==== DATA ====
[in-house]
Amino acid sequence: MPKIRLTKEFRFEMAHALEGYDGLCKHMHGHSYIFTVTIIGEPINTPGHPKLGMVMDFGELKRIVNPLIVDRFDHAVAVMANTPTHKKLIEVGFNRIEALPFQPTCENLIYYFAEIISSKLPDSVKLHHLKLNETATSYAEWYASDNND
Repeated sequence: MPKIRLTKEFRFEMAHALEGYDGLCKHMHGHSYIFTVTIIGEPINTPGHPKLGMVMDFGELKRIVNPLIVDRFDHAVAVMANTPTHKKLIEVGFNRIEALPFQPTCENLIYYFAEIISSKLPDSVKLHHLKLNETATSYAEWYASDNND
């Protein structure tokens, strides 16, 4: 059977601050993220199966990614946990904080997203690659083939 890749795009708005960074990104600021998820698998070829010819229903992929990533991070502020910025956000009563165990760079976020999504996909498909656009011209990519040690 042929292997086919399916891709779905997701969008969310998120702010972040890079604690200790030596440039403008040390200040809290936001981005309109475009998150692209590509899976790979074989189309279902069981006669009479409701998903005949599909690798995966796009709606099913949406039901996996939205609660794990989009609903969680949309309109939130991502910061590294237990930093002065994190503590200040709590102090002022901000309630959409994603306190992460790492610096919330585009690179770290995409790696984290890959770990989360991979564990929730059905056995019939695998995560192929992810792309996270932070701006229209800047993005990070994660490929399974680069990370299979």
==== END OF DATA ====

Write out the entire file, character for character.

[in-house]
Amino acid sequence: MPKIRLTKEFRFEMAHALEGYDGLCKHMHGHSYIFTVTIIGEPINTPGHPKLGMVMDFGELKRIVNPLIVDRFDHAVAVMANTPTHKKLIEVGFNRIEALPFQPTCENLIYYFAEIISSKLPDSVKLHHLKLNETATSYAEWYASDNND
Repeated sequence: MPKIRLTKEFRFEMAHALEGYDGLCKHMHGHSYIFTVTIIGEPINTPGHPKLGMVMDFGELKRIVNPLIVDRFDHAVAVMANTPTHKKLIEVGFNRIEALPFQPTCENLIYYFAEIISSKLPDSVKLHHLKLNETATSYAEWYASDNND
């Protein structure tokens, strides 16, 4: 059977601050993220199966990614946990904080997203690659083939 890749795009708005960074990104600021998820698998070829010819229903992929990533991070502020910025956000009563165990760079976020999504996909498909656009011209990519040690 042929292997086919399916891709779905997701969008969310998120702010972040890079604690200790030596440039403008040390200040809290936001981005309109475009998150692209590509899976790979074989189309279902069981006669009479409701998903005949599909690798995966796009709606099913949406039901996996939205609660794990989009609903969680949309309109939130991502910061590294237990930093002065994190503590200040709590102090002022901000309630959409994603306190992460790492610096919330585009690179770290995409790696984290890959770990989360991979564990929730059905056995019939695998995560192929992810792309996270932070701006229209800047993005990070994660490929399974680069990370299979």